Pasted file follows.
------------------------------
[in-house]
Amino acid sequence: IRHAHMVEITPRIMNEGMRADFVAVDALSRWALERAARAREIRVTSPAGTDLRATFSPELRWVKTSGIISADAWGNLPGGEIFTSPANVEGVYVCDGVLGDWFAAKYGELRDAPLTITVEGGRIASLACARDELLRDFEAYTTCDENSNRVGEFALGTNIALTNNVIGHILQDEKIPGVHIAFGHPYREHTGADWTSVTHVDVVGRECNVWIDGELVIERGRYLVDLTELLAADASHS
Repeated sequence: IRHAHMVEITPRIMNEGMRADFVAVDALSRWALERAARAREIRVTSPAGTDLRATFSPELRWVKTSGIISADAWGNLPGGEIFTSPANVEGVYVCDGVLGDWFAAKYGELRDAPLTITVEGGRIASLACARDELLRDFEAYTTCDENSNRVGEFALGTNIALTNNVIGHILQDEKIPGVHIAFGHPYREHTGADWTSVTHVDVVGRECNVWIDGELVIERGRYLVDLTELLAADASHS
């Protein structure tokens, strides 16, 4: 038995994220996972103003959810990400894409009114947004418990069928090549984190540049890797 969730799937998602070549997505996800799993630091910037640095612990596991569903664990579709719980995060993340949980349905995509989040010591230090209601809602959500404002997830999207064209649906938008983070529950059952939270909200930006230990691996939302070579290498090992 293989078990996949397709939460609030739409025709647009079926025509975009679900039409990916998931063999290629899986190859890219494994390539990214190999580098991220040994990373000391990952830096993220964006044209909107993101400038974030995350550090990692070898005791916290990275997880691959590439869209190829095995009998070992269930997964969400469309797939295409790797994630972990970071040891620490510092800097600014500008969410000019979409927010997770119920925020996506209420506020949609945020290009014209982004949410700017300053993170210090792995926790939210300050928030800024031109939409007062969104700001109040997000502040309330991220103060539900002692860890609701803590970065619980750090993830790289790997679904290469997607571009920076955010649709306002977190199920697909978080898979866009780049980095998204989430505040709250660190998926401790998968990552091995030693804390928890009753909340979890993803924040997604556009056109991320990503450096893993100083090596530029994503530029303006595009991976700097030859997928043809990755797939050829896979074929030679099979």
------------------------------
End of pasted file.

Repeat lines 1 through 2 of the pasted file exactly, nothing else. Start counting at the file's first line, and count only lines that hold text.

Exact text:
[in-house]
Amino acid sequence: IRHAHMVEITPRIMNEGMRADFVAVDALSRWALERAARAREIRVTSPAGTDLRATFSPELRWVKTSGIISADAWGNLPGGEIFTSPANVEGVYVCDGVLGDWFAAKYGELRDAPLTITVEGGRIASLACARDELLRDFEAYTTCDENSNRVGEFALGTNIALTNNVIGHILQDEKIPGVHIAFGHPYREHTGADWTSVTHVDVVGRECNVWIDGELVIERGRYLVDLTELLAADASHS